I ATTENDED THE THIRD DAY of the ePortfolio Conference in the Dublin Institute of Technology and finished with a renewed imperative to enhance my own ePortfolio and to advocate an option for portfolio reviews of applicants to our third level creative degrees.
I prepared an intense two-hour workshop for conference attendees and was delighted to have both Helen Beetham and Catherine Cronin attend and offer feedback. The workshop is similar to one I run with first year students in the Limerick Institute of Technology. It assumes students have rudimentary portfolio objects on Facebook that can be substantiated through cursory sociometric analysis with some of the results repackaged for LinkedIn. In my student labs, we screenshot part of Facebook, iterate a word cloud, interrogate Socioviz for meaningful correlations and publish a short status update on LinkedIn. I modified the workshop outcomes slightly because I thought some of those attending would not have shareable content on Facebook or a presence on LinkedIn.
The entire workshop is online as part of a Slideshare deck at http://www.slideshare.net/topgold/identity-as-a-workshop:
I came to the ePortfolio Conference to show how students and teachers could show and share high quality portfolio objects. As I listened to presentations and watched teachers, lecturers and trainers in my workshop finish tasks I outlined on a Jump List inside a public OneNote collection, I realised many people do not have a personal workflow where they gather and repurpose content on their own connected devices. We assume our first year students have most of those essential skills before they begin their first lab session because if they don't they must avail of learning support to correct a deficiency. It's not unusual to see mid-career teachers unable to capture and edit on-screen while their students accelerate the process with apps or cloud services. Seeing this first hand, I realise I must revise my slide deck and give an overview of simple processes such as screen captures, cropping, annotating, uploading to shared spaces and co-authoring using Office 365.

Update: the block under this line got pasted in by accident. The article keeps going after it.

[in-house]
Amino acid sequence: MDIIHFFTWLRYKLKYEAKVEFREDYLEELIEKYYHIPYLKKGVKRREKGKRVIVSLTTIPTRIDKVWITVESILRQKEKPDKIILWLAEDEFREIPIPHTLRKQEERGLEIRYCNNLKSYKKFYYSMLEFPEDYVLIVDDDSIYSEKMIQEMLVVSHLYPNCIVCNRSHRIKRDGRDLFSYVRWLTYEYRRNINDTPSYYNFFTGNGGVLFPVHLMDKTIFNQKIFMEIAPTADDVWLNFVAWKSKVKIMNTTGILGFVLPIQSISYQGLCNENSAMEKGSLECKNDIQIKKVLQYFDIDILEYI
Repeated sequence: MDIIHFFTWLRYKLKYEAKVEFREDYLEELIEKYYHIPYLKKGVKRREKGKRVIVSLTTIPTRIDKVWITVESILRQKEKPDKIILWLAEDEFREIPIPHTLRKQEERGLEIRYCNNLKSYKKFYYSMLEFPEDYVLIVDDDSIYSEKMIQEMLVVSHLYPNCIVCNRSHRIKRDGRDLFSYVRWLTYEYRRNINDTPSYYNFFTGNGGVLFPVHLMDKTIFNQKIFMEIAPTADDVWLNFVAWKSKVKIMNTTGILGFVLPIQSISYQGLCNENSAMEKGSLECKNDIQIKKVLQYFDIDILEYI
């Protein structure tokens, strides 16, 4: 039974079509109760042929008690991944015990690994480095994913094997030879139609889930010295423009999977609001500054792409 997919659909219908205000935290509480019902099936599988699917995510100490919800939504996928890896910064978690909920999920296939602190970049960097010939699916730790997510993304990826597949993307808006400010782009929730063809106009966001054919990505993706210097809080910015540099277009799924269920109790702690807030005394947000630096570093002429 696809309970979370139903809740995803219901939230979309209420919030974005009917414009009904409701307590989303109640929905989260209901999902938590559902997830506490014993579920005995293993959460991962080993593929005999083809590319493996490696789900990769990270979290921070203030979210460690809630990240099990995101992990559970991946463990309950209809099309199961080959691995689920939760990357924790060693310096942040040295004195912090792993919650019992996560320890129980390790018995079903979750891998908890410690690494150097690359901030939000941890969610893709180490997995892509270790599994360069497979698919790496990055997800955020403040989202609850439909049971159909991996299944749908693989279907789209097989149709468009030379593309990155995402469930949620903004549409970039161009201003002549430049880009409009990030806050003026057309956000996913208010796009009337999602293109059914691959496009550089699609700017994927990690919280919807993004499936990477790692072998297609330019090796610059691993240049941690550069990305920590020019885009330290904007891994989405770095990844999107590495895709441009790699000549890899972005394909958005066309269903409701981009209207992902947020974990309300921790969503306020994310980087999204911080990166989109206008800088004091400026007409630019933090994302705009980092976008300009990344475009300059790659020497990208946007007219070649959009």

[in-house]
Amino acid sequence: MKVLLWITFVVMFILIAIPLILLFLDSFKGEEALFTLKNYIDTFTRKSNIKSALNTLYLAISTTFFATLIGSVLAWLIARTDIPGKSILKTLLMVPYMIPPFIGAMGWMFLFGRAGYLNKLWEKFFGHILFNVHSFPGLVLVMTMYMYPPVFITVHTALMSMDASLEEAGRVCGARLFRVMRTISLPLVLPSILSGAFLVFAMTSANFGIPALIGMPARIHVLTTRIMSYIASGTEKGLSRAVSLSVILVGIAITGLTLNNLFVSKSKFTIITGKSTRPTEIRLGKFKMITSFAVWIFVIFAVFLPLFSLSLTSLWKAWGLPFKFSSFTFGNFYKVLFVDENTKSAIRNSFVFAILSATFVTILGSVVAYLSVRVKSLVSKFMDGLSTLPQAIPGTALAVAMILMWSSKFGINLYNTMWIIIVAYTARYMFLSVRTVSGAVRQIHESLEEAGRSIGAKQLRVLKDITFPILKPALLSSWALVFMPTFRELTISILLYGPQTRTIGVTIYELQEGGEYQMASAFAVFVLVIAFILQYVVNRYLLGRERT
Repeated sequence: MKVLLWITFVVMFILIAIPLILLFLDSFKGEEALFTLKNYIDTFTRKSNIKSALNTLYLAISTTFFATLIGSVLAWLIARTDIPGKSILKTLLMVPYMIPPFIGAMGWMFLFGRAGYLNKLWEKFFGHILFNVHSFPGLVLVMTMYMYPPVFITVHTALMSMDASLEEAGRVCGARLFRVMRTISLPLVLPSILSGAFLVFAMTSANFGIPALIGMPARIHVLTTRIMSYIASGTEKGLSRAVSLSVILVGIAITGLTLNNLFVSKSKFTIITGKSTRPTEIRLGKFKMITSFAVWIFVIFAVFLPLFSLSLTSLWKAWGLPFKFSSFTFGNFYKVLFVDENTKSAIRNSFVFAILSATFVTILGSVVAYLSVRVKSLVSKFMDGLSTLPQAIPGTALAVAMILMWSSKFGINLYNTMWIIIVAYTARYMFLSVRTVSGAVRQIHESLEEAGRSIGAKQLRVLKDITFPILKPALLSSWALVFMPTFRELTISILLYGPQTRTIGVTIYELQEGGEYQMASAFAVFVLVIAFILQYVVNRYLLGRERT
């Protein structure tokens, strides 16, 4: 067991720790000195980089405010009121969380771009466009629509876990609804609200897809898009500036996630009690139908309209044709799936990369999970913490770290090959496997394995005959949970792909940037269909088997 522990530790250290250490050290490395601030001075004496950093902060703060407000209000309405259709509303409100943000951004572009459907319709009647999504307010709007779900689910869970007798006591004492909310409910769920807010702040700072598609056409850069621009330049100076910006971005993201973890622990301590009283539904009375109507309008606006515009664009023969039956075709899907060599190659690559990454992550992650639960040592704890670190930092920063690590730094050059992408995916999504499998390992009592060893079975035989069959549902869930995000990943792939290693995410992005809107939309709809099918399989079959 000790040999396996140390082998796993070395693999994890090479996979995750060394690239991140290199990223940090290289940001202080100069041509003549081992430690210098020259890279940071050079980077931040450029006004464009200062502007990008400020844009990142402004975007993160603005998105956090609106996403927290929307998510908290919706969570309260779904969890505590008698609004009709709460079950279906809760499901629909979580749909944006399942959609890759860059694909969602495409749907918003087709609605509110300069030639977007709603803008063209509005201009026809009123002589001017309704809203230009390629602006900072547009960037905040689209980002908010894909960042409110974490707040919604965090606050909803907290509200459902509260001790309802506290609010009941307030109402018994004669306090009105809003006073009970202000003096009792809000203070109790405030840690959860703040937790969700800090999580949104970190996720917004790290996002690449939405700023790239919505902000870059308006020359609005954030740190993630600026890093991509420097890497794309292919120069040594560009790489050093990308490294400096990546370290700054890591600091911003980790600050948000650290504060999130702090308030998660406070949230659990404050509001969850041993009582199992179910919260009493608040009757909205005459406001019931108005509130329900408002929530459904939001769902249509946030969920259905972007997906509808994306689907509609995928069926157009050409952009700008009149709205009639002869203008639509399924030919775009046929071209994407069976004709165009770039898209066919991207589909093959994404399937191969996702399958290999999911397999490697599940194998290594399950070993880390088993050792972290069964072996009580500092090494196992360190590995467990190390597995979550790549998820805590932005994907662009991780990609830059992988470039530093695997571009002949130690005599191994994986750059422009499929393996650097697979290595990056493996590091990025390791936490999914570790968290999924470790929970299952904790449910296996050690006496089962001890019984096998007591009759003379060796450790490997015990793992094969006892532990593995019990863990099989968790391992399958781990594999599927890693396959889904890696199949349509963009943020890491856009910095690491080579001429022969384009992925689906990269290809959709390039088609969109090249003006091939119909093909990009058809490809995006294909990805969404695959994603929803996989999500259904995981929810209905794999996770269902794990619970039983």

Part of my workshop offered glimpses into social spaces offering business intelligence.
- Facets of business intelligence appear on screen when using Socioviz to interrogate hashtags, user names or place.
- Anything using the Facebook or Twitter firehoses drops into the space of business intelligence too.
During the workshop, we co-authored shareable items
- Used Office Sway to summarise word clouds.
- Used Powerpoint co-authoring to show simple sociometrics.
- Co-authored in Word to share info on LinkedIn profile views.
During my wrap-up session, I offered a few thoughts about managing a live lab session when confronted with laddish behaviour such as lightweight cyberbullying or desecration of online assets. I run full-on wide-open editing sessions which means students who wish to delete everything uploaded by everybody can do just that. My work practise is not for the faint-hearted and to keep my sanity, I have remote back-ups that will restore a lost day's work. I offered superficial explanations for my pocket-sized and cloud backup routines but did not elaborate for those attending the workshop and that probably means several people will not attempt to offer my eportfolio workshop in teacher training sessions.
I hope to unveil those viable hands-on tactics in future workshops, including the e-learning summer school in DIT in late June 2016.
As I left the final session of #eportfoliohub16, I noticed the online slide decks and personal websites of several attendees. I view those online assets as parts of the eportfolio of #eportfoliohub16 and hope to continue learning while reading high quality reflections on teaching and learning by those who listened, presented and shared during this three-day conference. If you want to be added to my recommended reading list, please let me know by commenting below or by tweeting me your idea.
Helen Barrett -- "ePortfolios for Learning"
Catherine Cronin -- "Learning. Reflecting. Sharing."
Helen Beetham -- "HelenB's e-learning blog"
Harry McCann -- "Simplifying Things"
Essential Reading List
Paris, S. and Ayres, L. (1994). Becoming Reflective Students and Teachers. American Psychological Association.
Paulsen, F.L., Paulsen, P.R. and Meyer, C.A. (2003). What Makes a Portfolio a Portfolio, EBSCO.
Zull, J. (2011). From Brain to Mind: Using Neuroscience to Guide Change in Education, Stylus.
JISC (2008). Effective Practise with e-Portfolios.